Changes in Tumor Volumes and Spatial Locations Relative to Normal Tissues During Cervical Cancer Radiotherapy Assessed by Cone Beam Computed Tomography

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To assess changes in the volumes and spatial locations of tumors and surrounding organs by cone beam computed tomography during treatment for cervical cancer.

Materials and Methods:

Sixteen patients with cervical cancer had intensity-modulated radiotherapy and off-line cone beam computed tomography during chemotherapy and/or radiation therapy. The gross tumor volume (GTV-T) and clinical target volumes (CTVs) were contoured on the planning computed tomography and weekly cone beam computed tomography image, and changes in volumes and spatial locations were evaluated using the volume difference method and Dice similarity coefficients.


The GTV-T was 79.62 cm3 at prior treatment (0f) and then 20.86 cm3 at the end of external-beam chemoradiation. The clinical target volume changed slightly from 672.59 cm3 to 608.26 cm3, and the uterine volume (CTV-T) changed slightly from 83.72 cm3 to 80.23 cm3. There were significant differences in GTV-T and CTV-T among the different groups (P < .001), but the clinical target volume was not significantly different in volume (P > .05). The mean percent volume changes ranged from 23.05% to 70.85% for GTV-T, 4.71% to 6.78% for CTV-T, and 5.84% to 9.59% for clinical target volume, and the groups were significantly different (P < .05). The Dice similarity coefficient of GTV-T decreased during the course of radiation therapy (P < .001). In addition, there were significant differences in GTV-T among different groups (P < .001), and changes in GTV-T correlated with the radiotherapy (P < .001). There was a negative correlation between volume change rate (DV) and Dice similarity coefficient in the GTV-T and organs at risk (r < 0; P < .05).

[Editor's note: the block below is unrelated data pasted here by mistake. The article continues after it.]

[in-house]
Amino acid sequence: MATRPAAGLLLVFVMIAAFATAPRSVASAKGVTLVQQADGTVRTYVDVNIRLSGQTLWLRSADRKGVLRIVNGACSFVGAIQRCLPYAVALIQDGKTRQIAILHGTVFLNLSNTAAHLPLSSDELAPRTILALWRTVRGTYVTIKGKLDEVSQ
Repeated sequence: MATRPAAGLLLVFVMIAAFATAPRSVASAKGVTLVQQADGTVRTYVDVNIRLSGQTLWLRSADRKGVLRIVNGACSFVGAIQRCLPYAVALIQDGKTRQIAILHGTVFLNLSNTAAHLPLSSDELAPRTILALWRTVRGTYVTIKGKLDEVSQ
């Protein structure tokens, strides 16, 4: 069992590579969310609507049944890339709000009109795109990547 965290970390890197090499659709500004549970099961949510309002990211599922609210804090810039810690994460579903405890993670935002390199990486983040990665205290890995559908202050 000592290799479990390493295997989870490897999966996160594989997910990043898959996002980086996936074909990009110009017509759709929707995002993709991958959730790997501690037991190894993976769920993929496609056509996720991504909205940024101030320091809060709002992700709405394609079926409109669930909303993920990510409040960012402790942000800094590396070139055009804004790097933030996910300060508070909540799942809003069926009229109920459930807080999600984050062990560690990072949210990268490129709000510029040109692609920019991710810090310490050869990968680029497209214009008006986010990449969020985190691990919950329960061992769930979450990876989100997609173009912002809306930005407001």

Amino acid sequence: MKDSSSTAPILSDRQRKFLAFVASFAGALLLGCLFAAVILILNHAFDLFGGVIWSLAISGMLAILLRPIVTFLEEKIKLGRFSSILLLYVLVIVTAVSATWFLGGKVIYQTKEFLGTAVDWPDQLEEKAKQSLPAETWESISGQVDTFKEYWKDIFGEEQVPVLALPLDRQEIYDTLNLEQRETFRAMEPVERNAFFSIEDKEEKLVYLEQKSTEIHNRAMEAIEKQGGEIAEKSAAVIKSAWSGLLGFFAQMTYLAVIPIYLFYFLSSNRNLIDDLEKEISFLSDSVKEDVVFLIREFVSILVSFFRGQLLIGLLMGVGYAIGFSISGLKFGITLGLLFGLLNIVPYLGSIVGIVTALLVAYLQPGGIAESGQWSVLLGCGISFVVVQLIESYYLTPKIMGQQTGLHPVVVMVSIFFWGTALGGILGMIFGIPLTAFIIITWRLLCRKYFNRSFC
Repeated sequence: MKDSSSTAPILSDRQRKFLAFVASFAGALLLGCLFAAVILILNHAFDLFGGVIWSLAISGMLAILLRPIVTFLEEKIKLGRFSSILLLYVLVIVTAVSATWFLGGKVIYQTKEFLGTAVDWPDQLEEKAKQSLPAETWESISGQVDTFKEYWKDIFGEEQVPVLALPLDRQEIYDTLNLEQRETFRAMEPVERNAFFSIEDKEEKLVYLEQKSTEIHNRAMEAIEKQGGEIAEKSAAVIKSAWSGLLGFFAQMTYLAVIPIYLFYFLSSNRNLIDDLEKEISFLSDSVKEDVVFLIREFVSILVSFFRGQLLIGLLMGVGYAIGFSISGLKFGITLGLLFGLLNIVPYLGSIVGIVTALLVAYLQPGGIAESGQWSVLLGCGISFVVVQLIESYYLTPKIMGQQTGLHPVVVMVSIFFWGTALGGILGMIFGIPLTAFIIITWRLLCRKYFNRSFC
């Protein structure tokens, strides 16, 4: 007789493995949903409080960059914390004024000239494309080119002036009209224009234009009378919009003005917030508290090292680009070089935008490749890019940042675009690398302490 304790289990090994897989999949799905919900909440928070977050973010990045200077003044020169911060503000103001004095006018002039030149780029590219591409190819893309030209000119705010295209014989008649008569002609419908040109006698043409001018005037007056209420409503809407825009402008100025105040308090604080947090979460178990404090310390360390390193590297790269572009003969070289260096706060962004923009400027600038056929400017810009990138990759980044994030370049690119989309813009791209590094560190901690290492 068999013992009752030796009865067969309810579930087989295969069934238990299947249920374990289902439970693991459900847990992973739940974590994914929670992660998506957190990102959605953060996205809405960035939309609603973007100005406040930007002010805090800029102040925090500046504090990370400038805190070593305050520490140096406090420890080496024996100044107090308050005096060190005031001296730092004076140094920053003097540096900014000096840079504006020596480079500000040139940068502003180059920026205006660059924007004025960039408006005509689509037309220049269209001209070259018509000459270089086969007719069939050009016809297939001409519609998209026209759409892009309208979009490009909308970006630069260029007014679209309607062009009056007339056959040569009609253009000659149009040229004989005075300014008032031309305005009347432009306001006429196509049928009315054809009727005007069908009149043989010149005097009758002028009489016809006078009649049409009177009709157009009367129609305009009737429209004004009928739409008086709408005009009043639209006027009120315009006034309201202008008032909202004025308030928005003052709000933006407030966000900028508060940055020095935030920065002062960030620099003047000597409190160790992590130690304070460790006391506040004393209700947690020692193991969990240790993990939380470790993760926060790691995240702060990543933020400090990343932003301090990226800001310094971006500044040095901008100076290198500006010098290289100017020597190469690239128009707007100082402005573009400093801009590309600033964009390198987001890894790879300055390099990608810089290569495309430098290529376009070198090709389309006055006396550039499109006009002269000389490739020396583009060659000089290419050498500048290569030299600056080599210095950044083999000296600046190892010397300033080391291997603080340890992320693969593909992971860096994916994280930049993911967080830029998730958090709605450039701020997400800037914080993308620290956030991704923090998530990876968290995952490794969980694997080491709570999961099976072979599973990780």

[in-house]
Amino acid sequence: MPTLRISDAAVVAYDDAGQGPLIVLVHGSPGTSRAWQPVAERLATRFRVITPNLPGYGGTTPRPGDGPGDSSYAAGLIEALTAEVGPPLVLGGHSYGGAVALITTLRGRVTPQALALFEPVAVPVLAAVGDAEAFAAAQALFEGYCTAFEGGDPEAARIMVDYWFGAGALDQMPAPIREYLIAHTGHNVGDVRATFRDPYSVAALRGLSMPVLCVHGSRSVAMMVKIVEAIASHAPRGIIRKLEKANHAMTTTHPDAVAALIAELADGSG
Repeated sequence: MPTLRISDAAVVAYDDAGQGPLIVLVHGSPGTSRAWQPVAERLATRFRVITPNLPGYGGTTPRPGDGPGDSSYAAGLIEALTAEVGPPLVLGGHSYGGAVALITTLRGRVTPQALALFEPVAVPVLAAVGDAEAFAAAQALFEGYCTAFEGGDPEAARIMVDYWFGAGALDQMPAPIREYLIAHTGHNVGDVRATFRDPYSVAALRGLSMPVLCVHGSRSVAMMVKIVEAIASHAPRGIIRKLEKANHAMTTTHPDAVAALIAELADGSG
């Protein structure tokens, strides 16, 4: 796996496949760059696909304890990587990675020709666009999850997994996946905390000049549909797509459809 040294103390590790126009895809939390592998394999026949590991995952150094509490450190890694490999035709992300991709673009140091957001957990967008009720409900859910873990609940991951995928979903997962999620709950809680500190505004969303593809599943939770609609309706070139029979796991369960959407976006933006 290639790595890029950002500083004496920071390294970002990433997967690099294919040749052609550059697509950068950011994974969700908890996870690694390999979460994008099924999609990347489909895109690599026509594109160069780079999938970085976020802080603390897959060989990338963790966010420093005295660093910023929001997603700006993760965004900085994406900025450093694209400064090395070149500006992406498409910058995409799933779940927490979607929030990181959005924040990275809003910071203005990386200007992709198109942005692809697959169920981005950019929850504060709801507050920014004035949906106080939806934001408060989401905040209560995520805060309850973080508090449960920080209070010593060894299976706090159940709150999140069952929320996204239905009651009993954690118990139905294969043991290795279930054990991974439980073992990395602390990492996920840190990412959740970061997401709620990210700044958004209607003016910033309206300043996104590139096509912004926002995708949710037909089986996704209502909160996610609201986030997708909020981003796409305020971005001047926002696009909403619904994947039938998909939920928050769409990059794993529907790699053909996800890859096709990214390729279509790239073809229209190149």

The volume, volume change rate, and Dice similarity coefficient of GTV-T were all correlated with increase in radiation treatment. Significant variations in tumor regression and spatial location occurred during radiotherapy for cervical cancer. Adaptive radiotherapy approaches are needed to improve the treatment accuracy for cervical cancer.

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